WITH DROPS OF BLOOD
IN behalf of those of us who had been convicted in Chicago an application for a new trial was filed in the United States Circuit Court of Appeals for the 7th Circuit. It was supported by a voluminous brief and argument by Vanderveer and Christensen.
Judge Landis in the meantime made a visit to the Leavenworth penitentiary. We never knew just why he came, unless it was to gloat over his victims. The I.W.W. case was the last one of note over which Landis presided, as he shortly after resigned the judgeship to act as baseball commissioner at $45,000 a year, which has since been increased to $60,000 a year. They put the dollar sign on him and he quit.
Our trial had been a great hardship on the Judge, because during that season his time was much occupied and he could not go to as many ball games as had previously been his custom.
When Landis was at Leavenworth, he did not take a place in the gallery over the music stand where the visitors usually sat, but stuck his head in the door and looked furtively over the prisoners. He probably wanted the satisfaction of seeing for himself that we were really there.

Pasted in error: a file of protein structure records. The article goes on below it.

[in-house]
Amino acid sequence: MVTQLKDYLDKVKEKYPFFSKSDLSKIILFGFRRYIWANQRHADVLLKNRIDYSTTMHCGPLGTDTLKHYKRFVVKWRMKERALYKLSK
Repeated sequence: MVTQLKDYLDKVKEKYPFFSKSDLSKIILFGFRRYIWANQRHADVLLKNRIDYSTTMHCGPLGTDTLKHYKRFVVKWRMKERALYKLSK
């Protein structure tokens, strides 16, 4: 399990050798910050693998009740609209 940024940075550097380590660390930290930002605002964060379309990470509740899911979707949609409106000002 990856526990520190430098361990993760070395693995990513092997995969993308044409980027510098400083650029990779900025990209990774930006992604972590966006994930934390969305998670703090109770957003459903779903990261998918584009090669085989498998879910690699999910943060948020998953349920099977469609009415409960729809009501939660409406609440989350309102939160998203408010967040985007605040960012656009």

Five Socialists had been convicted in his court at Chicago. They were Berger, Germer, Tucker, Engdahl and Kruse. They had each been sentenced to 20 years in Leavenworth, but the Judge had fumbled when he refused to grant them a change of venue. His decision was reversed by the Appellate Court and they were never tried again. It would have been the irony of fate if Berger had landed in the Leavenworth penitentiary under a 20-year sentence, there to mingle with the I.W.W.'s whom he had so brutally traduced at his own trial in patent effort to escape conviction.
The monotony of prison life was bearing down heavily upon me. I was beginning to realize what was meant by "prison blues." In